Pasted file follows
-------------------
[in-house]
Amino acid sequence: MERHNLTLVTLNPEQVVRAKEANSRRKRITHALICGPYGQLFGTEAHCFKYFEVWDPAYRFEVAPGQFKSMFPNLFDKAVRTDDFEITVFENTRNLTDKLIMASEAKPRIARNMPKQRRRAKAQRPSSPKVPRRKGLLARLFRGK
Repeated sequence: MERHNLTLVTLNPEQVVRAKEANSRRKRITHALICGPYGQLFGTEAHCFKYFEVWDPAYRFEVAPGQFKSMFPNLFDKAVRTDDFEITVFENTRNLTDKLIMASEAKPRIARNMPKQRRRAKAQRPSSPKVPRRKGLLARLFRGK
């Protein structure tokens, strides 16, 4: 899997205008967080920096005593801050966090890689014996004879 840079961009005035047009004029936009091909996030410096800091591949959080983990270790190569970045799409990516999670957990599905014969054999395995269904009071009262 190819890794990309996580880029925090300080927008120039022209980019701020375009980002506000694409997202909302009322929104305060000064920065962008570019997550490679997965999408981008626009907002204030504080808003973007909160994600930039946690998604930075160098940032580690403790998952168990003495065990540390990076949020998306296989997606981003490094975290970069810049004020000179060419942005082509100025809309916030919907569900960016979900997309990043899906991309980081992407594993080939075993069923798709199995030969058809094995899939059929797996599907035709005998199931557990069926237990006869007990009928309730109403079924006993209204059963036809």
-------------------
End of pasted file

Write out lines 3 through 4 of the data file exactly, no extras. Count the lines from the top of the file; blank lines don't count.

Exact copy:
Repeated sequence: MERHNLTLVTLNPEQVVRAKEANSRRKRITHALICGPYGQLFGTEAHCFKYFEVWDPAYRFEVAPGQFKSMFPNLFDKAVRTDDFEITVFENTRNLTDKLIMASEAKPRIARNMPKQRRRAKAQRPSSPKVPRRKGLLARLFRGK
């Protein structure tokens, strides 16, 4: 899997205008967080920096005593801050966090890689014996004879 840079961009005035047009004029936009091909996030410096800091591949959080983990270790190569970045799409990516999670957990599905014969054999395995269904009071009262 190819890794990309996580880029925090300080927008120039022209980019701020375009980002506000694409997202909302009322929104305060000064920065962008570019997550490679997965999408981008626009907002204030504080808003973007909160994600930039946690998604930075160098940032580690403790998952168990003495065990540390990076949020998306296989997606981003490094975290970069810049004020000179060419942005082509100025809309916030919907569900960016979900997309990043899906991309980081992407594993080939075993069923798709199995030969058809094995899939059929797996599907035709005998199931557990069926237990006869007990009928309730109403079924006993209204059963036809």